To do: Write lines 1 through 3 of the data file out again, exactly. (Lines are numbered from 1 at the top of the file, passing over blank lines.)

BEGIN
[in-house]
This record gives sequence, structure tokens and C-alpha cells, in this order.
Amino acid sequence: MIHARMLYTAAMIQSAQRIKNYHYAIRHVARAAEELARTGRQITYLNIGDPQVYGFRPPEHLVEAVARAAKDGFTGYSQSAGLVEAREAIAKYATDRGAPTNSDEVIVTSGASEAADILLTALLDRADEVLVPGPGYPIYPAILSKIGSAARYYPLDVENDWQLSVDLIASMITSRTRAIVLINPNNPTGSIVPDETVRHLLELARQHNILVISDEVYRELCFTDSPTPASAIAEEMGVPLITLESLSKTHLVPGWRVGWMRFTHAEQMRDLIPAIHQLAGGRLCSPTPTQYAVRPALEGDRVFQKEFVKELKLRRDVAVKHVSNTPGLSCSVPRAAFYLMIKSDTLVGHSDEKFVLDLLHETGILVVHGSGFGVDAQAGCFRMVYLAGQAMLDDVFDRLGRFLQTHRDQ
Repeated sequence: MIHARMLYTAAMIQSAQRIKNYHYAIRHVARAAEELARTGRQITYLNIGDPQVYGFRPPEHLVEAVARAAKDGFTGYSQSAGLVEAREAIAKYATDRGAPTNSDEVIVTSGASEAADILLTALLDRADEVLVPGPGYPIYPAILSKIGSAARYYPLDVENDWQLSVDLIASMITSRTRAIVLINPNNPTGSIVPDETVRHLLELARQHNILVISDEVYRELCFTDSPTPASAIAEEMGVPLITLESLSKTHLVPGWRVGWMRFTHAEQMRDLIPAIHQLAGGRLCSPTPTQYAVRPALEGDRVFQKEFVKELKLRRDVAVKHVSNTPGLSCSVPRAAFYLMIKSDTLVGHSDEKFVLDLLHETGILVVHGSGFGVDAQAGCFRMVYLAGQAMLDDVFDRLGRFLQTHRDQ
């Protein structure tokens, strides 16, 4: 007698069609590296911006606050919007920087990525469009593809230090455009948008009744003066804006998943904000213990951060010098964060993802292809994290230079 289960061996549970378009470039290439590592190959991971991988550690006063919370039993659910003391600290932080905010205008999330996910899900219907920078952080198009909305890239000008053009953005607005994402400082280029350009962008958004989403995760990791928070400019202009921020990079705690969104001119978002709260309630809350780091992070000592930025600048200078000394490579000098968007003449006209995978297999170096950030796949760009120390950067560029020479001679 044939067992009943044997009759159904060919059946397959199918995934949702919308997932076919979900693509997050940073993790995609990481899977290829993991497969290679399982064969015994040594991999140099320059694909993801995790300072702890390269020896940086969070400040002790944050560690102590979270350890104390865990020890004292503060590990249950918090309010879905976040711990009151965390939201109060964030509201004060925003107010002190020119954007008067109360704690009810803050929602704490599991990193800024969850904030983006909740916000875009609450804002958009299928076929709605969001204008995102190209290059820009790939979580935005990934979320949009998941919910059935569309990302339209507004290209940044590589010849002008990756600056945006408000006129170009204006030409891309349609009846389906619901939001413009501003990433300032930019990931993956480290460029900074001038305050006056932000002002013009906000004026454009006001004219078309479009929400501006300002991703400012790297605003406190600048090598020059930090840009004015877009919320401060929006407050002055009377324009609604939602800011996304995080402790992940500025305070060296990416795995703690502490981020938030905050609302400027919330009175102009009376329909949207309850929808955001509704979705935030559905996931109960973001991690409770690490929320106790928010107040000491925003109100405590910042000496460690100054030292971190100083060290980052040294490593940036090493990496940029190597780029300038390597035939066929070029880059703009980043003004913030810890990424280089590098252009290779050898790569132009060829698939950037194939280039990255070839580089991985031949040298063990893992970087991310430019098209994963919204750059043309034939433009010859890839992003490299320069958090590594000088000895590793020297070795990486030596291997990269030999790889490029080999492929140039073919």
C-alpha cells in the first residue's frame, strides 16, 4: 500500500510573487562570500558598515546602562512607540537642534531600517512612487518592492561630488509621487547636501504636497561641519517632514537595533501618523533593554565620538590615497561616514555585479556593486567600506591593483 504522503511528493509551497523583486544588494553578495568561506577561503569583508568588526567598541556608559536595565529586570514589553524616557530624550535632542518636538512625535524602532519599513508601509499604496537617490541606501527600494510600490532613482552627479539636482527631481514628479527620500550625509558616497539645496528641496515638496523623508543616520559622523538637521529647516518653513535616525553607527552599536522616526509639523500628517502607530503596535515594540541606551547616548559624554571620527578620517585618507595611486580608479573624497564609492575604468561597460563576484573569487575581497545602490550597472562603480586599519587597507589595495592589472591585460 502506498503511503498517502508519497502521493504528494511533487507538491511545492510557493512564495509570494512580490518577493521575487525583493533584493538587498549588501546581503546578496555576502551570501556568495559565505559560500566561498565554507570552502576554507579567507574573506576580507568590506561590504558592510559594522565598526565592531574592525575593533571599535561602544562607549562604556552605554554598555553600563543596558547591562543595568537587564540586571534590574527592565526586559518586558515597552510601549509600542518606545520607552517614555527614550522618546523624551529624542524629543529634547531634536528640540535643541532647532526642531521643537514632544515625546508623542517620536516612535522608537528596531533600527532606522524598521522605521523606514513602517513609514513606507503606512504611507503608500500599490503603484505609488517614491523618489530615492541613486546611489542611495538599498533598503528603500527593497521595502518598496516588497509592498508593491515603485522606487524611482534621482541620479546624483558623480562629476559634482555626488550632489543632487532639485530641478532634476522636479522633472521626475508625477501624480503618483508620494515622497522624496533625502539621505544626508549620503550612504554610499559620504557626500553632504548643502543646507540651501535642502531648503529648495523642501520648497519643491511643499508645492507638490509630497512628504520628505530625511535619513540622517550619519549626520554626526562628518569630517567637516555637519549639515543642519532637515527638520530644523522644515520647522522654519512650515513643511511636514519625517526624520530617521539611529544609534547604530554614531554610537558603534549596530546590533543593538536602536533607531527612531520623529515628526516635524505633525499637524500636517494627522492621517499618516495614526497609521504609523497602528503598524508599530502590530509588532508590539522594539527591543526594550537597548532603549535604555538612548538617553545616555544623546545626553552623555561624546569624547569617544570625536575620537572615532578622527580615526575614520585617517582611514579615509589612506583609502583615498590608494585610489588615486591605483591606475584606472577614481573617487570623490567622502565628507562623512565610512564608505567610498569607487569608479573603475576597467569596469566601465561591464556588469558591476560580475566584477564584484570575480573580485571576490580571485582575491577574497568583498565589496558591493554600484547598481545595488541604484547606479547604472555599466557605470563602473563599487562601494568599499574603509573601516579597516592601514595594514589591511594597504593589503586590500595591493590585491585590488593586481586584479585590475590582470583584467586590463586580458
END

[in-house]
This record gives sequence, structure tokens and C-alpha cells, in this order.
Amino acid sequence: MIHARMLYTAAMIQSAQRIKNYHYAIRHVARAAEELARTGRQITYLNIGDPQVYGFRPPEHLVEAVARAAKDGFTGYSQSAGLVEAREAIAKYATDRGAPTNSDEVIVTSGASEAADILLTALLDRADEVLVPGPGYPIYPAILSKIGSAARYYPLDVENDWQLSVDLIASMITSRTRAIVLINPNNPTGSIVPDETVRHLLELARQHNILVISDEVYRELCFTDSPTPASAIAEEMGVPLITLESLSKTHLVPGWRVGWMRFTHAEQMRDLIPAIHQLAGGRLCSPTPTQYAVRPALEGDRVFQKEFVKELKLRRDVAVKHVSNTPGLSCSVPRAAFYLMIKSDTLVGHSDEKFVLDLLHETGILVVHGSGFGVDAQAGCFRMVYLAGQAMLDDVFDRLGRFLQTHRDQ